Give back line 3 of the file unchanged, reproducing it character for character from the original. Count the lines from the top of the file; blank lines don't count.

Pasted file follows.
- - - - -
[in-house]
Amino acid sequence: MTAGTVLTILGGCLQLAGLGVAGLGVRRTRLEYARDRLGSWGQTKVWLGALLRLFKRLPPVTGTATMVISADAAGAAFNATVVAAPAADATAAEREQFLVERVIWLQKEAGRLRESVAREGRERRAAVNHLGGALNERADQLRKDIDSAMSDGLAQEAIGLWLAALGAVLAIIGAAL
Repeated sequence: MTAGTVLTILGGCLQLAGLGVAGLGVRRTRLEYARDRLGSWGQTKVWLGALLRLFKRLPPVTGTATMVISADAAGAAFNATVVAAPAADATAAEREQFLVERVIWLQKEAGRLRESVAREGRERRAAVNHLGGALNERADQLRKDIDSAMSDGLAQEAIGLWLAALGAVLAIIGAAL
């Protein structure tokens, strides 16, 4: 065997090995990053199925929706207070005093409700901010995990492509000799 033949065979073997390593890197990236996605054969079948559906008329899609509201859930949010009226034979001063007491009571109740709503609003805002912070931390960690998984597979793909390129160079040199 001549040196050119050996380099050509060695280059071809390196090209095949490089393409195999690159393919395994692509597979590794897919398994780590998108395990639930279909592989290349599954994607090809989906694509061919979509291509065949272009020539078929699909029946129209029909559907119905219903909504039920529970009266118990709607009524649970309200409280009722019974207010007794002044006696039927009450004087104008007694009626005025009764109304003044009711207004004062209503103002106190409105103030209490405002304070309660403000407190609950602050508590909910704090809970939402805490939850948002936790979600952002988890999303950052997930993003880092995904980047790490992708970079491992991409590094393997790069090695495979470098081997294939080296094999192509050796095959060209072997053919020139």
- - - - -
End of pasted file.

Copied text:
Repeated sequence: MTAGTVLTILGGCLQLAGLGVAGLGVRRTRLEYARDRLGSWGQTKVWLGALLRLFKRLPPVTGTATMVISADAAGAAFNATVVAAPAADATAAEREQFLVERVIWLQKEAGRLRESVAREGRERRAAVNHLGGALNERADQLRKDIDSAMSDGLAQEAIGLWLAALGAVLAIIGAAL